Coyote bites child in Portland driveway
PORTLAND, Ore. (AP) — State and county officials say a coyote bit a 7-year-old girl in Portland.
KATU-TV reported the attack happened Nov. 2 in the driveway of a home in the southwest part of the city.
Authorities said he girl is being checked for rabies.
The girl's mother told authorities her daughter was in the driveway when the coyote pounced on her and nipped her on the leg.
Mont. lt. gov. on ag trade mission to Mexico
HELENA, Mont. (AP) — Montana officials say Lt. Gov. Mike Cooney is in Mexico this week leading a trade delegation to promote barley exports.
Cooney said in a statement that Mexico is the largest importer of malt barley and that it's important to the state's agricultural industry to reaffirm and build that relationship.
USDA statistics show Montana is among the top three barley-producing states. Gov. Steve Bullock's office said the U.S. sold Mexico $242 million worth of malt grown from barley last year.
Cooney is traveling with Montana Department of Agriculture Director Ben Thomas and two leaders of the Montana Wheat and Barley Committee.
They were meeting with officials from Mexican companies, with the Mexican Craft Brewers Association and attending the Cerveza Mexico Expo.
Oregon fines dairy for 224 violations
SALEM, Ore. (AP) — Oregon regulators have fined the state’s second-largest dairy more than $187,000 after finding 224 violations of its wastewater permit.
The Statesman Journal reported the state Department of Agriculture announced the fine last week against Lost Valley Farm near Boardman.
The violations that occurred between June 2017 and August include allowing manure lagoons to overflow, improperly storing dead cows and failing to report spills.
Owner Greg te Velde declined to comment Tuesday. He has until next month to appeal the penalty.
The penalty comes as te Velde faces bankruptcy proceedings, a pending permit revocation and criminal contempt of court charges.
Department spokeswoman Andrea Cantu-Schomus said the penalty amount due will become part of his bankruptcy estate.
MSU chooses Bajwa as VP for ag
BOZEMAN, Mont. — Montana State University has chosen Sreekala Bajwa, a professor and scientist who investigates new ways to use engineering to improve farming, as its new vice president of agriculture.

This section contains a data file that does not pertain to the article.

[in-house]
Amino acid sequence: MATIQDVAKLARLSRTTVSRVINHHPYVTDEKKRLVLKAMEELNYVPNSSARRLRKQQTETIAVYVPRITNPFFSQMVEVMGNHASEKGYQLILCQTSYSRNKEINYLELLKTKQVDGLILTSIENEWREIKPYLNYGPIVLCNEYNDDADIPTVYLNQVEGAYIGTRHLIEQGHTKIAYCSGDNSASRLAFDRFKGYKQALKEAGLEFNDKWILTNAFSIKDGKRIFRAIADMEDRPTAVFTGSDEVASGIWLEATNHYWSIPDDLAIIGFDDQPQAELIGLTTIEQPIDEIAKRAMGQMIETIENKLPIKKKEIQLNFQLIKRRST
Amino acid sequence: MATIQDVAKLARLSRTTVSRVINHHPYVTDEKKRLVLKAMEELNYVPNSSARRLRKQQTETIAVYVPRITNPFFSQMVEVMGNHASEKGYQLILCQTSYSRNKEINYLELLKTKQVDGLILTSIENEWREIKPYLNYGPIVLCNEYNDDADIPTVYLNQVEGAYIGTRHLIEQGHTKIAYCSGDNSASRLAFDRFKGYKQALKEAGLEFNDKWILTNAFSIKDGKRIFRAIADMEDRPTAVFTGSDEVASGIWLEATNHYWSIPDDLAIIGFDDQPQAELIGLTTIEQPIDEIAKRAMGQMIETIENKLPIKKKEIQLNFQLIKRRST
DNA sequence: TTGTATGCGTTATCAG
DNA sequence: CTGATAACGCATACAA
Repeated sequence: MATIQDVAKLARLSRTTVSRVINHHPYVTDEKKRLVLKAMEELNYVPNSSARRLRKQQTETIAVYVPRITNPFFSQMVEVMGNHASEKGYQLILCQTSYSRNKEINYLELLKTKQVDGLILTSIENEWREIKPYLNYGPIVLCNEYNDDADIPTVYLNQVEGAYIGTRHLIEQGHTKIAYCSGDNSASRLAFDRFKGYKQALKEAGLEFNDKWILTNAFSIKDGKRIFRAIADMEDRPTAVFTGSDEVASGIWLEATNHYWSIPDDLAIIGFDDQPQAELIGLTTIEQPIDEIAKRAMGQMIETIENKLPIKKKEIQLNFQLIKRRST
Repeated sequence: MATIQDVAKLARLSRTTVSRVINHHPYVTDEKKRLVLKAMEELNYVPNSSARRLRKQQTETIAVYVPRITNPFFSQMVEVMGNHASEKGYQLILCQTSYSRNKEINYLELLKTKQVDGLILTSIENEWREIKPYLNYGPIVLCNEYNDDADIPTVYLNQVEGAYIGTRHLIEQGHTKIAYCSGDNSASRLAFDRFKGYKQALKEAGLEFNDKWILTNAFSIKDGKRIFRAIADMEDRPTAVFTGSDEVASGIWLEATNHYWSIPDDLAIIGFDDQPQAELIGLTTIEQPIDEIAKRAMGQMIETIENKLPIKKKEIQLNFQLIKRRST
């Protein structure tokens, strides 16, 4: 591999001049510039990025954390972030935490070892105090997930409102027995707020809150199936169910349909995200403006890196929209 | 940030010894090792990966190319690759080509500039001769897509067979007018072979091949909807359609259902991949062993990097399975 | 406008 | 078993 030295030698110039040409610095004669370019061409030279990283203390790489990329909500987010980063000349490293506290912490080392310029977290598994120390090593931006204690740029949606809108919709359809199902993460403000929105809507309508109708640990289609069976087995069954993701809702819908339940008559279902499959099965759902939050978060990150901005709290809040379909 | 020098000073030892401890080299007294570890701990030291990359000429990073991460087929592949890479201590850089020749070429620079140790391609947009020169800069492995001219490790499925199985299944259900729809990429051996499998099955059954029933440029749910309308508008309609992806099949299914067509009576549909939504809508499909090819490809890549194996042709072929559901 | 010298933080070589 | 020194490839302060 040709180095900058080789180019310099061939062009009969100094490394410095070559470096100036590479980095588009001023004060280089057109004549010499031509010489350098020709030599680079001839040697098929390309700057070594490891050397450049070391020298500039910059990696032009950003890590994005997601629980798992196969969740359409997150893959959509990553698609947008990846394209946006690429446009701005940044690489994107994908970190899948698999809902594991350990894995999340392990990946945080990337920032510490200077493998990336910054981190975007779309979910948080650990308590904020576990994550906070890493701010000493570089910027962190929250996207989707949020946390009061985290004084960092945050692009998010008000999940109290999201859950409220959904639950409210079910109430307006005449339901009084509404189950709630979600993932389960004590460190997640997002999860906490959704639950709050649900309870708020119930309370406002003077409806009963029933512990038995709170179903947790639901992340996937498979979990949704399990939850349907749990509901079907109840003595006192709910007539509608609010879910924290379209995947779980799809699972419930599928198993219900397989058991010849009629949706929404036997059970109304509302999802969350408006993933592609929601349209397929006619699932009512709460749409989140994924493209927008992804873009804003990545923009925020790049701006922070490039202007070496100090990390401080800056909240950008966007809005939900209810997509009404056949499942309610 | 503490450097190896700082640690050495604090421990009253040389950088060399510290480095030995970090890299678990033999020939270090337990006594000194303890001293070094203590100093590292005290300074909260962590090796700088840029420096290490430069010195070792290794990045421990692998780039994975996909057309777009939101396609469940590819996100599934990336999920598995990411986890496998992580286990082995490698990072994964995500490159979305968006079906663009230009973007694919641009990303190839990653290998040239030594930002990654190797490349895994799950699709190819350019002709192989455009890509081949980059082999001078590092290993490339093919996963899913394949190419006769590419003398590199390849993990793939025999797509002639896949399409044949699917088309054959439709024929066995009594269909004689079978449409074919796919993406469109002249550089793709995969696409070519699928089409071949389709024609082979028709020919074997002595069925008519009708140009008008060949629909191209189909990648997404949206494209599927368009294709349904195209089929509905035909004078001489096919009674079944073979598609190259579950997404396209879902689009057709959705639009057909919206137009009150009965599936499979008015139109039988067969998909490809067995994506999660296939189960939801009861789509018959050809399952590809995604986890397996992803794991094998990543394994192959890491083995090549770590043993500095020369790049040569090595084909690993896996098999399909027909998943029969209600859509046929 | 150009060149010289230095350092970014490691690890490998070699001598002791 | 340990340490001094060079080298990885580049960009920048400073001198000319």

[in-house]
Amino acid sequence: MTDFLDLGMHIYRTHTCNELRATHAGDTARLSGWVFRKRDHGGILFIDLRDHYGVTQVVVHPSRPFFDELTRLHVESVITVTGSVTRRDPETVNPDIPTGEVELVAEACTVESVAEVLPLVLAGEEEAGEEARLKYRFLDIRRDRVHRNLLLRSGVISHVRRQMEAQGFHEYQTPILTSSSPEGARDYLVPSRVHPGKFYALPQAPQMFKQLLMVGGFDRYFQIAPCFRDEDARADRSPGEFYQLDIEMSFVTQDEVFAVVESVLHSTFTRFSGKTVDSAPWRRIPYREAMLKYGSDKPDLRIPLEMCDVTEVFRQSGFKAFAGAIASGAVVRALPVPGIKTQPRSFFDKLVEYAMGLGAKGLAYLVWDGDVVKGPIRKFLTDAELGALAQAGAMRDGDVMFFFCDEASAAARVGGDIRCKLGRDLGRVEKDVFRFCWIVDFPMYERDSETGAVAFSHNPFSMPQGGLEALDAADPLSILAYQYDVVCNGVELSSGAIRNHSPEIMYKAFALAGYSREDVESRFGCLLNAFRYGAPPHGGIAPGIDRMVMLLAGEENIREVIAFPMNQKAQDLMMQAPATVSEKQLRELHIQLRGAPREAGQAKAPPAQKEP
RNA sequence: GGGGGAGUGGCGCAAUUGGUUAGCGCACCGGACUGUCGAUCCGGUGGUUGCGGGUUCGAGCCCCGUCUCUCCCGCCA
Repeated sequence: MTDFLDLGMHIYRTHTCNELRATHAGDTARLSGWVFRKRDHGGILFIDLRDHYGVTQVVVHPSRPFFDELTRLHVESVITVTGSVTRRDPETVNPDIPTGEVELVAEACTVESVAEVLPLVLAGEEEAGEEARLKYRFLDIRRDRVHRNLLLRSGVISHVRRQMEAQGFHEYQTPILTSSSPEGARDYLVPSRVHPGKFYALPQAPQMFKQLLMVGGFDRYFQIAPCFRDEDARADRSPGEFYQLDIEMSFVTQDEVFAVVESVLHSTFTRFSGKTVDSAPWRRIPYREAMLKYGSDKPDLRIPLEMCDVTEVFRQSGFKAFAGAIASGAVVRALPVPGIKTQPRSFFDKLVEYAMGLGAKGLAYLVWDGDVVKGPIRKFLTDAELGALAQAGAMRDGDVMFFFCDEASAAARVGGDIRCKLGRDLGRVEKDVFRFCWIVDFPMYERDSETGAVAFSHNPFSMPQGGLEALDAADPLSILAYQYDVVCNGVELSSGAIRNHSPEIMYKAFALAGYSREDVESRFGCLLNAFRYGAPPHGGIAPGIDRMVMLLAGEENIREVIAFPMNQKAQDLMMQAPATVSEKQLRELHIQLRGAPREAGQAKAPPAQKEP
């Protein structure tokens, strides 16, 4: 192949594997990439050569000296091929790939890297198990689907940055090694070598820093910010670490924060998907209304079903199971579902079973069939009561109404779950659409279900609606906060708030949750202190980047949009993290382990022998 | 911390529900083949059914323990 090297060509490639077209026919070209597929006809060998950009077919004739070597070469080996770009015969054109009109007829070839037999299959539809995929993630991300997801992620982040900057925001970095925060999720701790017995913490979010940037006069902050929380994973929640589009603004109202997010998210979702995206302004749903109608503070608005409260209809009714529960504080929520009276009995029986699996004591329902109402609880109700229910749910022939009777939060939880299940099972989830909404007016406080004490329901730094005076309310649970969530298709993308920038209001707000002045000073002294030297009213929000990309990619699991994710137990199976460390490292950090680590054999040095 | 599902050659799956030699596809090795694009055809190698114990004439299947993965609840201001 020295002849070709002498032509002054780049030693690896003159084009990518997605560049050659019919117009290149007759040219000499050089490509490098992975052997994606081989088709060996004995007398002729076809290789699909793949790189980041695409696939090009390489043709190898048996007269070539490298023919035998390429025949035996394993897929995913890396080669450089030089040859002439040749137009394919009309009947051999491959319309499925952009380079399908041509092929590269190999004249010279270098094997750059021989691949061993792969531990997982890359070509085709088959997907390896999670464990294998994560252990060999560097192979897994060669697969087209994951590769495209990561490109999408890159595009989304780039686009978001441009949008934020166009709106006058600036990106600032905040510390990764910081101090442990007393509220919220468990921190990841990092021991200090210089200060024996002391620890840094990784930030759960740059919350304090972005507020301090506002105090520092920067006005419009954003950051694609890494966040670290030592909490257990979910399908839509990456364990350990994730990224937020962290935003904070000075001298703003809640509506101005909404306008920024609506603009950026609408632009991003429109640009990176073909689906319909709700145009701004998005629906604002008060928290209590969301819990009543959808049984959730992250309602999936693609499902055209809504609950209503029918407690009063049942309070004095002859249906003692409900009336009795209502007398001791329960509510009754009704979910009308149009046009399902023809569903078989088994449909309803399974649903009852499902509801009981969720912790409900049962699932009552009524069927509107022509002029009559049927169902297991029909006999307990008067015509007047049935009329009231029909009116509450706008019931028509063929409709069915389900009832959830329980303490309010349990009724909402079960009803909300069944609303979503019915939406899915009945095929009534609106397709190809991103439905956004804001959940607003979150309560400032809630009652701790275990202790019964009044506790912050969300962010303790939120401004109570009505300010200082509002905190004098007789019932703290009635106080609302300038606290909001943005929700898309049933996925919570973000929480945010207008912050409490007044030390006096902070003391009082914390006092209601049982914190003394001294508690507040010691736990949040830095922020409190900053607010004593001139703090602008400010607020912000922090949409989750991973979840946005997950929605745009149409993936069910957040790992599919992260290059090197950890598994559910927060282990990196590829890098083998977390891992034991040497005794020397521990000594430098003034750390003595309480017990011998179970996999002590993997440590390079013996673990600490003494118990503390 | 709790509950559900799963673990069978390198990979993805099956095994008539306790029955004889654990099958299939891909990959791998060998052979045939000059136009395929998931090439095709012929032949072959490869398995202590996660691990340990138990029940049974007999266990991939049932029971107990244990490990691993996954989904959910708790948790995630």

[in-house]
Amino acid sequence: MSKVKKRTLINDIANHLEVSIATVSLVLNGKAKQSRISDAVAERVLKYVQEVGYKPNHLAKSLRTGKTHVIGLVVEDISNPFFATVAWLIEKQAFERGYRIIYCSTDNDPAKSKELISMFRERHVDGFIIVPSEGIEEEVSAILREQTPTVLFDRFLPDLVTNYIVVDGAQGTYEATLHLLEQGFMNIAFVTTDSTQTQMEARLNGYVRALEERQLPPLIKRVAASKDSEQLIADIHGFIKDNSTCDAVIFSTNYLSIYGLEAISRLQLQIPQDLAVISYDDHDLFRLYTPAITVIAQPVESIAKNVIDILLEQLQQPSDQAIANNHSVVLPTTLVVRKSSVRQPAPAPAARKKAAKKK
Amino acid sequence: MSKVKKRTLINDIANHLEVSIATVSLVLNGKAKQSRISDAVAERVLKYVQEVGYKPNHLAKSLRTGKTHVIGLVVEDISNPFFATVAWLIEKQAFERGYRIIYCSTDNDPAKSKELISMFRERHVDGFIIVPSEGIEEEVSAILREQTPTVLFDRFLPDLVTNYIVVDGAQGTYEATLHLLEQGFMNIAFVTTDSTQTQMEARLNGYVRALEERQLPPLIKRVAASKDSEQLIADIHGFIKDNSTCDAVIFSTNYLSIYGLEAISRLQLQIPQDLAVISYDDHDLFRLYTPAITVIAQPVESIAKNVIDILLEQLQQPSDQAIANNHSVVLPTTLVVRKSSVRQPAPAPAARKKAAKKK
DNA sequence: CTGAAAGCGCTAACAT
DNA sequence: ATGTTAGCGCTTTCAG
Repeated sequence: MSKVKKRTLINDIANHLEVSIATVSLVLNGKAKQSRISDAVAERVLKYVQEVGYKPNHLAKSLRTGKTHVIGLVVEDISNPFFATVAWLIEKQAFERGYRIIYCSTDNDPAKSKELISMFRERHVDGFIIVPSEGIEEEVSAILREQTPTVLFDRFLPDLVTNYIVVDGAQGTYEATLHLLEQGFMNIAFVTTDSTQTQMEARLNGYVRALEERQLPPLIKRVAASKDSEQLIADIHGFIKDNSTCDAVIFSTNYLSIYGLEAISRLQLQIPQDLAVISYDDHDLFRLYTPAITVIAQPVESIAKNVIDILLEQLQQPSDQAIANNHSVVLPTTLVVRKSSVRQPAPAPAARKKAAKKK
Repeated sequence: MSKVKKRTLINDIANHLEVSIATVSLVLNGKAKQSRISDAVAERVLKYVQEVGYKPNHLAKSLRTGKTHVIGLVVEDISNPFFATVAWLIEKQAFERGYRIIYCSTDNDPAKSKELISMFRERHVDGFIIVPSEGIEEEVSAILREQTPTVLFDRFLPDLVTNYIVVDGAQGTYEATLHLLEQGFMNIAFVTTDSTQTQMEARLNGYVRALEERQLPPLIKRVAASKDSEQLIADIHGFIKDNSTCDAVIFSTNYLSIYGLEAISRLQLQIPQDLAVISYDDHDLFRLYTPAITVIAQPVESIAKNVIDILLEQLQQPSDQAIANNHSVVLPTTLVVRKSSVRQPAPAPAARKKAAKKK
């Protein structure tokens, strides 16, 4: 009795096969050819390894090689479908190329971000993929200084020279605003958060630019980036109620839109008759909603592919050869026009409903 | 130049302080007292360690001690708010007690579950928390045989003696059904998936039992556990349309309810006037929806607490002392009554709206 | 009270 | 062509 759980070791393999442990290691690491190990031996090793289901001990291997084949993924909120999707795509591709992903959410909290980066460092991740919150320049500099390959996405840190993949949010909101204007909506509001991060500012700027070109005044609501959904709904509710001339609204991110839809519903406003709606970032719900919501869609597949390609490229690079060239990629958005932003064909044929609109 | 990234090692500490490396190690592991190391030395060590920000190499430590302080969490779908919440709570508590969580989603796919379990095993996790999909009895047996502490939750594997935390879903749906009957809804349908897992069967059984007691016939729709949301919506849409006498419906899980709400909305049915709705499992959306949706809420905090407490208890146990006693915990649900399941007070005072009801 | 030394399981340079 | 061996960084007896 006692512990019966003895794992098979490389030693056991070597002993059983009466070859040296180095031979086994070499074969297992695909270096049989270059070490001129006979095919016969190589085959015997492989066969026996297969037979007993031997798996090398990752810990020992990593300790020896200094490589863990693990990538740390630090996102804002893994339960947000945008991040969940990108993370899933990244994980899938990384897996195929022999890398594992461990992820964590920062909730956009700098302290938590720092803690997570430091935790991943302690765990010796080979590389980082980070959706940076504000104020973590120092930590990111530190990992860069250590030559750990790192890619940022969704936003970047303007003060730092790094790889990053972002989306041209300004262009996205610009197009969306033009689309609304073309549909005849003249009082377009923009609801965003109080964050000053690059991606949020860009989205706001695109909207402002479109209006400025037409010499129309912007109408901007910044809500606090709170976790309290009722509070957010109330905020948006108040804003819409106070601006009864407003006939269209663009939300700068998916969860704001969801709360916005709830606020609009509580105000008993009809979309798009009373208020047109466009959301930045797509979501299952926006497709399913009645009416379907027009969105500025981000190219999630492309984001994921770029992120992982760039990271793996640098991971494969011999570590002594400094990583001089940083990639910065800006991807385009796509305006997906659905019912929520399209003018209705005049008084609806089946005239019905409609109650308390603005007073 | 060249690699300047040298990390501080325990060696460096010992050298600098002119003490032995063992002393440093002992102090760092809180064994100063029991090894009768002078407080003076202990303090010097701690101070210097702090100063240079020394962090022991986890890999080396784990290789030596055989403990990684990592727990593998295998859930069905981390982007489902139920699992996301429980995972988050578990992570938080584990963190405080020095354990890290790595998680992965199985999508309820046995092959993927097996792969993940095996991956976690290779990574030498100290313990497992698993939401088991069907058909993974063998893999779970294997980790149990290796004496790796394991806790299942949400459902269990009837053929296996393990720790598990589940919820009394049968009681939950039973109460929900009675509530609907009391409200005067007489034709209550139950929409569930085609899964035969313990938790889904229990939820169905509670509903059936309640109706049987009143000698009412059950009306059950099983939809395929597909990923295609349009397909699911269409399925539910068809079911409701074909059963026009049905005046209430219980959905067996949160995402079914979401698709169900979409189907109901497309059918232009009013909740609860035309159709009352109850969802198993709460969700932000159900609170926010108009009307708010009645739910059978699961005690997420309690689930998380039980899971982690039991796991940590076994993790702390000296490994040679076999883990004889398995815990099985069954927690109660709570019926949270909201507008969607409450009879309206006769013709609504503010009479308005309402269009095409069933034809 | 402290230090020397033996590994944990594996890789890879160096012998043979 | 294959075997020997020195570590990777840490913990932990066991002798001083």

For the past six years, Bajwa, originally from India, has been a professor and chair of North Dakota State University’s department of Agricultural and Biosystems Engineering (ABEN), which is part of both its colleges of engineering and agriculture.
ABEN “merges the knowledge of living systems, engineering technologies and a social conscience to solve the complex problems facing our planet,” according to its website.
When she starts work at MSU on Jan. 14, Bajwa will be dean of the College of Agriculture and lead the Montana Agricultural Experiment Station. Her salary has not yet been finalized, said Michael Becker, MSU News Service director.
Ore. noble fir cut for U.S. Capitol Christmas tree
SALEM, Ore. (AP) — Workers have cut down a tree in western Oregon to be the 2018 U.S. Capitol Christmas tree.
The Statesman Journal reported the 82-foot noble fir was cut down Nov. 2 in Willamette National Forest.
The tree will be displayed on the West Lawn of the Capitol Building in Washington, with a public tree-lighting ceremony in early December.
Officials said it's the first time in the 47-year history of the U.S. Capitol Christmas Tree Program that a noble fir has been selected.
The theme this year is "Find Your Trail!" in recognition of the 50th anniversary of the National Trails System Act, and the 175th commemoration of the Oregon Trail.
Mont. panel urges combining ag labs
BOZEMAN, Mont. (BDC) — A legislative subcommittee is recommending spending about $43 million to consolidate three agricultural labs in a new building on Montana State University’s campus over concerns that animal samples traveling between the labs could spread disease.
The recommendation comes from the subcommittee’s study on consolidating six labs located on MSU’s campus. Of those six, the subcommittee recommends building one location to house the Department of Livestock Veterinary Diagnostic Lab, the Department of Agriculture Analytical Lab and the Fish, Wildlife and Parks’ wildlife lab.
Republican Rep. Kerry White of Bozeman is the chairman for the subcommittee. White presented the study to Gallatin County on Tuesday and said that animal carcasses FWP tests for diseases are taken in a truck to the veterinarian lab to be discarded.
“Currently, carcasses are transported in an open bed pickup and there are concerns regarding potential contamination and exposure to the public of harmful pathogens,” White said.
The three labs do not have a process to treat effluent that enters Bozeman’s sewer system, the study found. Lab consultants stated in the study that treatment was not required, but the committee hopes to correct the effluent disposal with upgrades or new construction.